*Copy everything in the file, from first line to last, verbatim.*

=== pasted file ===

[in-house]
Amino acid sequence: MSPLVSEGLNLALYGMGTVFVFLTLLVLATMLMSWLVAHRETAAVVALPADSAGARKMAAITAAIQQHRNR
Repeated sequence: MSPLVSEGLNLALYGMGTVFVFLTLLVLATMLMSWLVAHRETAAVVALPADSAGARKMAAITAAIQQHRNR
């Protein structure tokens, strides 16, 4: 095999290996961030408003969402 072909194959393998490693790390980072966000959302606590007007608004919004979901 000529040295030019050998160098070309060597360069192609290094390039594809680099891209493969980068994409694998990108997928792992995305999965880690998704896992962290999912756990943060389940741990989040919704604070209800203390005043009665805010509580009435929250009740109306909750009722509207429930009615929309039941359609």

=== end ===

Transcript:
[in-house]
Amino acid sequence: MSPLVSEGLNLALYGMGTVFVFLTLLVLATMLMSWLVAHRETAAVVALPADSAGARKMAAITAAIQQHRNR
Repeated sequence: MSPLVSEGLNLALYGMGTVFVFLTLLVLATMLMSWLVAHRETAAVVALPADSAGARKMAAITAAIQQHRNR
């Protein structure tokens, strides 16, 4: 095999290996961030408003969402 072909194959393998490693790390980072966000959302606590007007608004919004979901 000529040295030019050998160098070309060597360069192609290094390039594809680099891209493969980068994409694998990108997928792992995305999965880690998704896992962290999912756990943060389940741990989040919704604070209800203390005043009665805010509580009435929250009740109306909750009722509207429930009615929309039941359609």